Clients expect the team to concentrate on their job, which is to sell more products. If you want your agency to be interested in your sales, you have to pay your agency to be interested in the sales, which is why with Tata Motors we get paid commensurate with how many sales they get. We follow the pay-for-performance model, linking compensation directly to client growth. It’s a simple rule that we follow and I think this is how the clients should behave. The client should not pay by commission or fees, but they should pay by sales.
An exceptional leader, a Manchester United lover and a busy father, Jim Hytner, G14 CEO and President of Global Clients, IPG Mediabrands, dons many roles. Following leadership roles at UM in Europe and Initiative around the world, Hytner oversees global clients as well as the G14 markets for IPG Mediabrands. He leads all three global brand networks – UM, Initiative and BPN – together with Mediabrands assets across a collection of the greatest markets in the world.
He is a Trustee of Comic Relief, Chairman of Logan Sports and a member of the Commercial Committee at BAFTA. He is a season ticket holder of 35 years standing, but his only disappointment is that none of his children, yet, are as fanatical about Manchester United as him.
In conversation with exchange4media’s Twishy, Hytner speaks at length about the plans to grow with the Indian clients, the growing importance of digital, the pay for performance model followed by IPG and much more…
Q. How different is the Indian market as compared to other G14 markets in terms of client expectations and media landscape? How are you planning to grow here?
The media landscape is very different because India is a growing market. We think that the economy is slowing down, but compared to the UK, Germany or even China, India is a great growth market for us.
We expect great things from India because we feel we have been underdeveloped here. We bought Interactive Avenues as part of an aggressive acquisition strategy in India and we want India to take a leadership position in G14. Digitally and media-wise, India is very advanced, so IPG looks at India like in the 1990s it may have looked at the UK – as a vibrant dynamic market. However, our planning needs to be stronger. The ideas are plentiful, but conventional clients still want a great plan.
Q. How are you increasing collaboration across various networks in IPG?
One of the specific reasons we are here is for Germany, Italy, the UK, France, Mexico, Brazil and Japan to meet Interactive Avenues and to use them better. I am really interested in the collaboration between the other world markets in the group and Interactive Avenues. They are already working with some of the US clients. Hence, there is increasing collaboration happening across networks.
Q. How difficult is it to manage all G14 based client relationships across UM, Initiative and BPN?
It’s easier than you would think. It’s one conversation, so Shashi Sinha and media brands in India have one person above, and that’s me, and I have one person that is Matt Seiler. The challenge is to make sure that each operation is different and drive distinction between them. For example, it is a challenge to make sure that UM is curious, which is their brand positioning, and Initiative is fast, brave and decisive, which is their positioning, and to make sure that Shashi Sinha drives the distinction between the operations. It’s a pleasure because it’s just one conversation with one chief executive.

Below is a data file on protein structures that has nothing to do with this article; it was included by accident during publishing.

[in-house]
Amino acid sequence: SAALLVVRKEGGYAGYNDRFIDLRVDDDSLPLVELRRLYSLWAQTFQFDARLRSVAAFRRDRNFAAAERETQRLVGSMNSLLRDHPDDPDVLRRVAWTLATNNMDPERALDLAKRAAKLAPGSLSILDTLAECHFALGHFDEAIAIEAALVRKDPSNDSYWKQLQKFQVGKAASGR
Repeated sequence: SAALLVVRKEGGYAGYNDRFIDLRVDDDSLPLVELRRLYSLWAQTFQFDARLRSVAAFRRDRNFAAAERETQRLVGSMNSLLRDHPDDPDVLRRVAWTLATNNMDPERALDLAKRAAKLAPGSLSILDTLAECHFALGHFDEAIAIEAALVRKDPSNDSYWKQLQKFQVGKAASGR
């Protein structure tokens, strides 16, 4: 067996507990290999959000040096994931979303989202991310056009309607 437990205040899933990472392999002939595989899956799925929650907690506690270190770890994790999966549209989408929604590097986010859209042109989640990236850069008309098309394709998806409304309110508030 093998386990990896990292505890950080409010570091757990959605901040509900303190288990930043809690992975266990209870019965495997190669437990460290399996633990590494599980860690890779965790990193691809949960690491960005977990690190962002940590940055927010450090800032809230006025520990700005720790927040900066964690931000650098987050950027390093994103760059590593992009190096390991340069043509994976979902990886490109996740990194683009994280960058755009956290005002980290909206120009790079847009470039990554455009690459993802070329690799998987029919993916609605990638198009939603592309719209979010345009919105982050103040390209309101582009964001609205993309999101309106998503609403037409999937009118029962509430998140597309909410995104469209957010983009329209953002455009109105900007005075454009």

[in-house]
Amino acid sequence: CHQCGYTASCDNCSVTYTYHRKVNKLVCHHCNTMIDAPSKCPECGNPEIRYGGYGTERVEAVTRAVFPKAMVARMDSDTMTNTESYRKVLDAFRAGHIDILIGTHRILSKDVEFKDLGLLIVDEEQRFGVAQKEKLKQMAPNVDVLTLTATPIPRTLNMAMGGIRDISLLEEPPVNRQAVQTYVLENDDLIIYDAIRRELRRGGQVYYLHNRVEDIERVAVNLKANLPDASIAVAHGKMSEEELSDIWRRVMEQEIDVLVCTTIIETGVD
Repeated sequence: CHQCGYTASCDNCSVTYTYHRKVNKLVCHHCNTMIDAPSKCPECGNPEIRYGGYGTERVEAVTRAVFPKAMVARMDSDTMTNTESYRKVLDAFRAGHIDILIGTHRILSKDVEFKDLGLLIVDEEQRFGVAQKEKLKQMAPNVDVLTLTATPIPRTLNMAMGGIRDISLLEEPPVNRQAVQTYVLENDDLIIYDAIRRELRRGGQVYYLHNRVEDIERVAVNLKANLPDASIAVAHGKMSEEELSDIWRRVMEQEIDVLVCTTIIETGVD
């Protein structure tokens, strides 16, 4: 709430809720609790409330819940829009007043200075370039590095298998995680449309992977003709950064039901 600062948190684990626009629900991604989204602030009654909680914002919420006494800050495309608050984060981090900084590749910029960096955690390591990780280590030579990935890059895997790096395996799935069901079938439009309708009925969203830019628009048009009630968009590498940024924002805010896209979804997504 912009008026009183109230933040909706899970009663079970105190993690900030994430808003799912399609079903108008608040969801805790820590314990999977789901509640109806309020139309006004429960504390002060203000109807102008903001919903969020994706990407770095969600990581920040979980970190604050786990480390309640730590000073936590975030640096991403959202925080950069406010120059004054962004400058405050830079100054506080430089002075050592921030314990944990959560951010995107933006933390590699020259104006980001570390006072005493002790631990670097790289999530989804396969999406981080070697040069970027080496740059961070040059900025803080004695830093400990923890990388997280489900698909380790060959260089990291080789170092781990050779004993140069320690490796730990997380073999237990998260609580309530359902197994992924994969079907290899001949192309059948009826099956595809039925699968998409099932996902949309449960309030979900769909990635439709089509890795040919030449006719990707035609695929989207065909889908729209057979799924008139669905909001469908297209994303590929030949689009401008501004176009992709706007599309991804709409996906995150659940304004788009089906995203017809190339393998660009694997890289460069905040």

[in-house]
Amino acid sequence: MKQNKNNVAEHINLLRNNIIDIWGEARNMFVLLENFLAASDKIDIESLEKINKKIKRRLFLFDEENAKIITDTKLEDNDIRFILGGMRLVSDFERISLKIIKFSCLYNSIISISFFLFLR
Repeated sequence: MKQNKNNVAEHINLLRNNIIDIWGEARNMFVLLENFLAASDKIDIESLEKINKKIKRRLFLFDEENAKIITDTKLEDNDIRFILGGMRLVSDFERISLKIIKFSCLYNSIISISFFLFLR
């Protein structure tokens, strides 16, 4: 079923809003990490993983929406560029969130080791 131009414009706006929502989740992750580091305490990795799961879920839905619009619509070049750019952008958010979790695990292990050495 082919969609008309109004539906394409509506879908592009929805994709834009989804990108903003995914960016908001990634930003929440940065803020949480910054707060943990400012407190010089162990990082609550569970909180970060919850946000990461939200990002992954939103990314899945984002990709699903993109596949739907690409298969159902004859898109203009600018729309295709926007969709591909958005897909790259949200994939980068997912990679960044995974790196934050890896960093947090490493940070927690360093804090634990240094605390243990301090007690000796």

Q. What’s the rationale behind G14 and how successful has it been?
The G14 is IPG’s group of high-growth, priority markets that includes markets such as Germany, Italy, the UK, France, Mexico, Brazil, India and many more. The G-14 markets are of great importance to the clients. Almost 80 per cent of the investments of big clients go into these markets. These are the markets that get services rolled out first, they get the acquisitions first and much more. We operate regionally and serve the clients regionally, but these markets are of utmost priority. It’s easier to roll out the same services for the economies that are similar to each other.
It’s to do with focus and investment and make sure that the countries that the clients regard as most important have a commercial focus.
Q. How are the Indian clients adopting digital in their marketing plans?
Digital has changed everything. I probably spend 80 per cent of my time talking about social media with clients and my teams. And yet, spends by clients is just 5-20 per cent. Clients are rightly obsessed with digital, but even in 2013, there is an appropriate nervousness about coming of outdoor, radio, print and TV all into social media and digital. The transition into digital and how it works is difficult to understand. There is reticence to switch completely, and I think the way Indian clients are slowly but surely transitioning is the right way to go.
Q. Since you have an experience of working on the client side as well, what do clients expect from media agencies?
They expect the team to concentrate on their job, which is to sell more products. If you want your agency to be interested in your sales, you have to pay your agency to be interested in the sales, which is why with Tata Motors we get paid commensurate with how many sales they get. We follow the pay-for-performance model, linking compensation directly to client growth.
We have worked with the German government and Angela Merkel and we clearly mentioned that don’t pay us if you lose, but pay us more if we help you win big, so we were paid on the percentage of votes. Even in France, with Starbucks, we were paid on the amount of coffee they sell every year.
Hence, it’s a simple rule that we follow and I think this is how the clients should behave. The client should not pay by commission or fees, but they should pay by sales.